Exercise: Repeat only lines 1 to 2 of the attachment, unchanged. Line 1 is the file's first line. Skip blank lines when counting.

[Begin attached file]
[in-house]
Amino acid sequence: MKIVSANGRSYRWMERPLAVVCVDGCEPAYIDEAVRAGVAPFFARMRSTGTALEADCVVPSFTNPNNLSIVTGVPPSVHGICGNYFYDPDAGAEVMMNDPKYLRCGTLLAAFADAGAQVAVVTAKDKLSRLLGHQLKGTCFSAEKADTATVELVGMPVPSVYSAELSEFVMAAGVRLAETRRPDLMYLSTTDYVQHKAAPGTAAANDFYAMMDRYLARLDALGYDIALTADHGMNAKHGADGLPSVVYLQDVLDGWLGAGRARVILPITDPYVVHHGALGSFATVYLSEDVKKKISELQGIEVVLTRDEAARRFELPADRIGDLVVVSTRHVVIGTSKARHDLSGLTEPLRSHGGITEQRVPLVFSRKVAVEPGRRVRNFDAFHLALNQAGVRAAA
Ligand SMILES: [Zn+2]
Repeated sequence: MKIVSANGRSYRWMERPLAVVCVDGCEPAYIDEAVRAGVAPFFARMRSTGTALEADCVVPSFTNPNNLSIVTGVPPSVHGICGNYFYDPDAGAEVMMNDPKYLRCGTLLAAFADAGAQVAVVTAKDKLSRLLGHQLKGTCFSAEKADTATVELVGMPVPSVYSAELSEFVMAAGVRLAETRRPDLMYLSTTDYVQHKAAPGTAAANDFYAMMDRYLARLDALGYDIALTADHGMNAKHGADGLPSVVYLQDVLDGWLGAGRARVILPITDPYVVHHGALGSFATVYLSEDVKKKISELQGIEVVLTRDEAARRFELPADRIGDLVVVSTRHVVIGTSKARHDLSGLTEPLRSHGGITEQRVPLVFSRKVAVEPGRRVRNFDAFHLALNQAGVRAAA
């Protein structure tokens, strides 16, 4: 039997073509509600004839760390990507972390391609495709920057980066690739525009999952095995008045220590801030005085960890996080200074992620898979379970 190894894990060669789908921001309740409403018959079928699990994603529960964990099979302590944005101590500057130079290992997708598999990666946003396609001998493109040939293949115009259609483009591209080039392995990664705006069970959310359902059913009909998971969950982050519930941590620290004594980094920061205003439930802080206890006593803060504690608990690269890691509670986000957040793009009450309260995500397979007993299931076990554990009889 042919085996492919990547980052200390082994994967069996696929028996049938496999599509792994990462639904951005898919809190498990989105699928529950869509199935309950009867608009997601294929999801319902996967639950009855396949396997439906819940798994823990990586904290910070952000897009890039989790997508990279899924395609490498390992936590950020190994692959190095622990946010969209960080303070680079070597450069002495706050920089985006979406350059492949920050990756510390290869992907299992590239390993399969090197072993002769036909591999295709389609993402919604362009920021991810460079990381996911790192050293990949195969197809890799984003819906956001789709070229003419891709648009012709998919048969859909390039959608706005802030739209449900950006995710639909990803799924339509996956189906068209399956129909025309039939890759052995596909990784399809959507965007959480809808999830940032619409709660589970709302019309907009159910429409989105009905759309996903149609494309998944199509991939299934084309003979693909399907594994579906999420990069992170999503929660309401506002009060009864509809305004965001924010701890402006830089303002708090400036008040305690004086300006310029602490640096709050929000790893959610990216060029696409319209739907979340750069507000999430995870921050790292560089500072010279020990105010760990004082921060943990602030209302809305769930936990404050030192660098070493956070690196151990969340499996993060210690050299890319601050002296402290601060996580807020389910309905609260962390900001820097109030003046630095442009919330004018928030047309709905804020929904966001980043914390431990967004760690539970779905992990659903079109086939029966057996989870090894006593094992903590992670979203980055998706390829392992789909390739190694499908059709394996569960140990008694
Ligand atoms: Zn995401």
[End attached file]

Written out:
[in-house]
Amino acid sequence: MKIVSANGRSYRWMERPLAVVCVDGCEPAYIDEAVRAGVAPFFARMRSTGTALEADCVVPSFTNPNNLSIVTGVPPSVHGICGNYFYDPDAGAEVMMNDPKYLRCGTLLAAFADAGAQVAVVTAKDKLSRLLGHQLKGTCFSAEKADTATVELVGMPVPSVYSAELSEFVMAAGVRLAETRRPDLMYLSTTDYVQHKAAPGTAAANDFYAMMDRYLARLDALGYDIALTADHGMNAKHGADGLPSVVYLQDVLDGWLGAGRARVILPITDPYVVHHGALGSFATVYLSEDVKKKISELQGIEVVLTRDEAARRFELPADRIGDLVVVSTRHVVIGTSKARHDLSGLTEPLRSHGGITEQRVPLVFSRKVAVEPGRRVRNFDAFHLALNQAGVRAAA